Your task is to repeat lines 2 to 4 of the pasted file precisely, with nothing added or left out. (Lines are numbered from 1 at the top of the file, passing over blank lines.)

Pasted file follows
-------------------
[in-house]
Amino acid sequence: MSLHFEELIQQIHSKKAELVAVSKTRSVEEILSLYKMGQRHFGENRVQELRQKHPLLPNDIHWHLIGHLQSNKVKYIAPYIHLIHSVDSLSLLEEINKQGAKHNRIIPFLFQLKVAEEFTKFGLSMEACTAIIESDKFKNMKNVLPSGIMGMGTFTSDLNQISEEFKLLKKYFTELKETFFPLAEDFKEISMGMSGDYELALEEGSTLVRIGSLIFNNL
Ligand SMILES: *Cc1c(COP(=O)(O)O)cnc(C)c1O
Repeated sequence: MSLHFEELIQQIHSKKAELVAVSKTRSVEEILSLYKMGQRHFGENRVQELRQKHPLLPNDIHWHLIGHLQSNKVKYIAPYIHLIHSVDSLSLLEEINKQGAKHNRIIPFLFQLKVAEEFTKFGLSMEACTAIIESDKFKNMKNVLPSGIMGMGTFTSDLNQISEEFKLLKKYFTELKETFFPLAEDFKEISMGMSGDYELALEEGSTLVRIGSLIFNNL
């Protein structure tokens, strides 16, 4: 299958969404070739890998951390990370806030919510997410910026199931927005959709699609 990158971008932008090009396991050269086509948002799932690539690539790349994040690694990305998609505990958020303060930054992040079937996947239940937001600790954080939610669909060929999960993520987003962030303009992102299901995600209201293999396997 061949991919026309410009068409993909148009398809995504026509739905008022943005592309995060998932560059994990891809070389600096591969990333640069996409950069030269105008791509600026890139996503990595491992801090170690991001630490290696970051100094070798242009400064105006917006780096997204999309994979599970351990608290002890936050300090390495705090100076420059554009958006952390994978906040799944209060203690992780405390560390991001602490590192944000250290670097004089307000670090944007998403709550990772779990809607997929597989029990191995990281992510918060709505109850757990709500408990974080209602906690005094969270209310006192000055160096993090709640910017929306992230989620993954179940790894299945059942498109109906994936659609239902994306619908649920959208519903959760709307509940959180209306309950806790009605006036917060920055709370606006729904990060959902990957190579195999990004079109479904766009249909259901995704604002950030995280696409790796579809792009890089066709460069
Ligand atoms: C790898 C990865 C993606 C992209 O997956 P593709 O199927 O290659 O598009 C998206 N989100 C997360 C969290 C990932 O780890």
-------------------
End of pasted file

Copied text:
Amino acid sequence: MSLHFEELIQQIHSKKAELVAVSKTRSVEEILSLYKMGQRHFGENRVQELRQKHPLLPNDIHWHLIGHLQSNKVKYIAPYIHLIHSVDSLSLLEEINKQGAKHNRIIPFLFQLKVAEEFTKFGLSMEACTAIIESDKFKNMKNVLPSGIMGMGTFTSDLNQISEEFKLLKKYFTELKETFFPLAEDFKEISMGMSGDYELALEEGSTLVRIGSLIFNNL
Ligand SMILES: *Cc1c(COP(=O)(O)O)cnc(C)c1O
Repeated sequence: MSLHFEELIQQIHSKKAELVAVSKTRSVEEILSLYKMGQRHFGENRVQELRQKHPLLPNDIHWHLIGHLQSNKVKYIAPYIHLIHSVDSLSLLEEINKQGAKHNRIIPFLFQLKVAEEFTKFGLSMEACTAIIESDKFKNMKNVLPSGIMGMGTFTSDLNQISEEFKLLKKYFTELKETFFPLAEDFKEISMGMSGDYELALEEGSTLVRIGSLIFNNL